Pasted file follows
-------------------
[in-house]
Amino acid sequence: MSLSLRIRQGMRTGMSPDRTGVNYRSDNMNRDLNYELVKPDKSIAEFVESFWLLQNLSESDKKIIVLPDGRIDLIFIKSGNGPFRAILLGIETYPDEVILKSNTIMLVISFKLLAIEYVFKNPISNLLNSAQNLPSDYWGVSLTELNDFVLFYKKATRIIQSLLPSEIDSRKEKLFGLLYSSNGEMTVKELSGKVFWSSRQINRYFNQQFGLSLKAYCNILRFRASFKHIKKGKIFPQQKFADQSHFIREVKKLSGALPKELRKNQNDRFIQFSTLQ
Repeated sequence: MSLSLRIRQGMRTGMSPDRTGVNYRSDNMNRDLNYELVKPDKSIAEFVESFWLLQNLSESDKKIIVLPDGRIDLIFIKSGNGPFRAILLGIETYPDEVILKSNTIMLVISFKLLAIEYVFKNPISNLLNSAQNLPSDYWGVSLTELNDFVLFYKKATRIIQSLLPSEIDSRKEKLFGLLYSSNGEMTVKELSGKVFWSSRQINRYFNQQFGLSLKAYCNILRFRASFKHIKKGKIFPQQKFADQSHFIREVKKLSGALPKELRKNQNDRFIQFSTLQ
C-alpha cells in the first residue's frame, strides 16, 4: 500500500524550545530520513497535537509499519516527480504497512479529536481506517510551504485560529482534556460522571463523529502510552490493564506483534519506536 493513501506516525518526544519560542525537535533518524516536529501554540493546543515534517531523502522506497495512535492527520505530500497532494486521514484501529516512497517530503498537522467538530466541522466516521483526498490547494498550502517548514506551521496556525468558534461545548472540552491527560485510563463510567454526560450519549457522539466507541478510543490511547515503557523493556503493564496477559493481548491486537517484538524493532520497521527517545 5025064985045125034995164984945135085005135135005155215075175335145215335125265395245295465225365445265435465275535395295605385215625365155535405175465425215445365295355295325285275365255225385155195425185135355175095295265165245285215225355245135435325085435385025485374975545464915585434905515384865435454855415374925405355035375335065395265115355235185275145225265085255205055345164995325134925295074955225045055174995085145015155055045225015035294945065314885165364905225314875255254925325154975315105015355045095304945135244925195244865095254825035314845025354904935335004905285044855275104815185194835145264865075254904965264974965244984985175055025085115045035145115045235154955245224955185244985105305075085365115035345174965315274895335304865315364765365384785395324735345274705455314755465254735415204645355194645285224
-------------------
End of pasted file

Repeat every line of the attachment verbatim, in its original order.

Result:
[in-house]
Amino acid sequence: MSLSLRIRQGMRTGMSPDRTGVNYRSDNMNRDLNYELVKPDKSIAEFVESFWLLQNLSESDKKIIVLPDGRIDLIFIKSGNGPFRAILLGIETYPDEVILKSNTIMLVISFKLLAIEYVFKNPISNLLNSAQNLPSDYWGVSLTELNDFVLFYKKATRIIQSLLPSEIDSRKEKLFGLLYSSNGEMTVKELSGKVFWSSRQINRYFNQQFGLSLKAYCNILRFRASFKHIKKGKIFPQQKFADQSHFIREVKKLSGALPKELRKNQNDRFIQFSTLQ
Repeated sequence: MSLSLRIRQGMRTGMSPDRTGVNYRSDNMNRDLNYELVKPDKSIAEFVESFWLLQNLSESDKKIIVLPDGRIDLIFIKSGNGPFRAILLGIETYPDEVILKSNTIMLVISFKLLAIEYVFKNPISNLLNSAQNLPSDYWGVSLTELNDFVLFYKKATRIIQSLLPSEIDSRKEKLFGLLYSSNGEMTVKELSGKVFWSSRQINRYFNQQFGLSLKAYCNILRFRASFKHIKKGKIFPQQKFADQSHFIREVKKLSGALPKELRKNQNDRFIQFSTLQ
C-alpha cells in the first residue's frame, strides 16, 4: 500500500524550545530520513497535537509499519516527480504497512479529536481506517510551504485560529482534556460522571463523529502510552490493564506483534519506536 493513501506516525518526544519560542525537535533518524516536529501554540493546543515534517531523502522506497495512535492527520505530500497532494486521514484501529516512497517530503498537522467538530466541522466516521483526498490547494498550502517548514506551521496556525468558534461545548472540552491527560485510563463510567454526560450519549457522539466507541478510543490511547515503557523493556503493564496477559493481548491486537517484538524493532520497521527517545 5025064985045125034995164984945135085005135135005155215075175335145215335125265395245295465225365445265435465275535395295605385215625365155535405175465425215445365295355295325285275365255225385155195425185135355175095295265165245285215225355245135435325085435385025485374975545464915585434905515384865435454855415374925405355035375335065395265115355235185275145225265085255205055345164995325134925295074955225045055174995085145015155055045225015035294945065314885165364905225314875255254925325154975315105015355045095304945135244925195244865095254825035314845025354904935335004905285044855275104815185194835145264865075254904965264974965244984985175055025085115045035145115045235154955245224955185244985105305075085365115035345174965315274895335304865315364765365384785395324735345274705455314755465254735415204645355194645285224